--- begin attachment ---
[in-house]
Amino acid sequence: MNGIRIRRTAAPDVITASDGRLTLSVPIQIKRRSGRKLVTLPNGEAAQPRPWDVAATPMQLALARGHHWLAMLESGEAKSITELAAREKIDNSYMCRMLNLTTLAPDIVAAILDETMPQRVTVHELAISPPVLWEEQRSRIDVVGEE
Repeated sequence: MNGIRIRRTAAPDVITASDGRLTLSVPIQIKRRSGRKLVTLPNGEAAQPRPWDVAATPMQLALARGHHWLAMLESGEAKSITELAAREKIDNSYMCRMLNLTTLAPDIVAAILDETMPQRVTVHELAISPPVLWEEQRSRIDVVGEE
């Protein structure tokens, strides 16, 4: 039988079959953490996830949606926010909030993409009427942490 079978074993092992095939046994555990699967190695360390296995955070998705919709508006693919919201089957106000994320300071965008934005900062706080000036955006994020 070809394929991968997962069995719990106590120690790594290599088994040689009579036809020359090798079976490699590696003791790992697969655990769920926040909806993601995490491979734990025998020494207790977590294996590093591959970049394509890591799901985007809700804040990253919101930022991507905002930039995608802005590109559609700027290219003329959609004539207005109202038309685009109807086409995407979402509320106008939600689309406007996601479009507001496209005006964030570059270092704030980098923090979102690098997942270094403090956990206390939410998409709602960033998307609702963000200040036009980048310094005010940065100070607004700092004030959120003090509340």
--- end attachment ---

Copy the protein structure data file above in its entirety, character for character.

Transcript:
[in-house]
Amino acid sequence: MNGIRIRRTAAPDVITASDGRLTLSVPIQIKRRSGRKLVTLPNGEAAQPRPWDVAATPMQLALARGHHWLAMLESGEAKSITELAAREKIDNSYMCRMLNLTTLAPDIVAAILDETMPQRVTVHELAISPPVLWEEQRSRIDVVGEE
Repeated sequence: MNGIRIRRTAAPDVITASDGRLTLSVPIQIKRRSGRKLVTLPNGEAAQPRPWDVAATPMQLALARGHHWLAMLESGEAKSITELAAREKIDNSYMCRMLNLTTLAPDIVAAILDETMPQRVTVHELAISPPVLWEEQRSRIDVVGEE
């Protein structure tokens, strides 16, 4: 039988079959953490996830949606926010909030993409009427942490 079978074993092992095939046994555990699967190695360390296995955070998705919709508006693919919201089957106000994320300071965008934005900062706080000036955006994020 070809394929991968997962069995719990106590120690790594290599088994040689009579036809020359090798079976490699590696003791790992697969655990769920926040909806993601995490491979734990025998020494207790977590294996590093591959970049394509890591799901985007809700804040990253919101930022991507905002930039995608802005590109559609700027290219003329959609004539207005109202038309685009109807086409995407979402509320106008939600689309406007996601479009507001496209005006964030570059270092704030980098923090979102690098997942270094403090956990206390939410998409709602960033998307609702963000200040036009980048310094005010940065100070607004700092004030959120003090509340």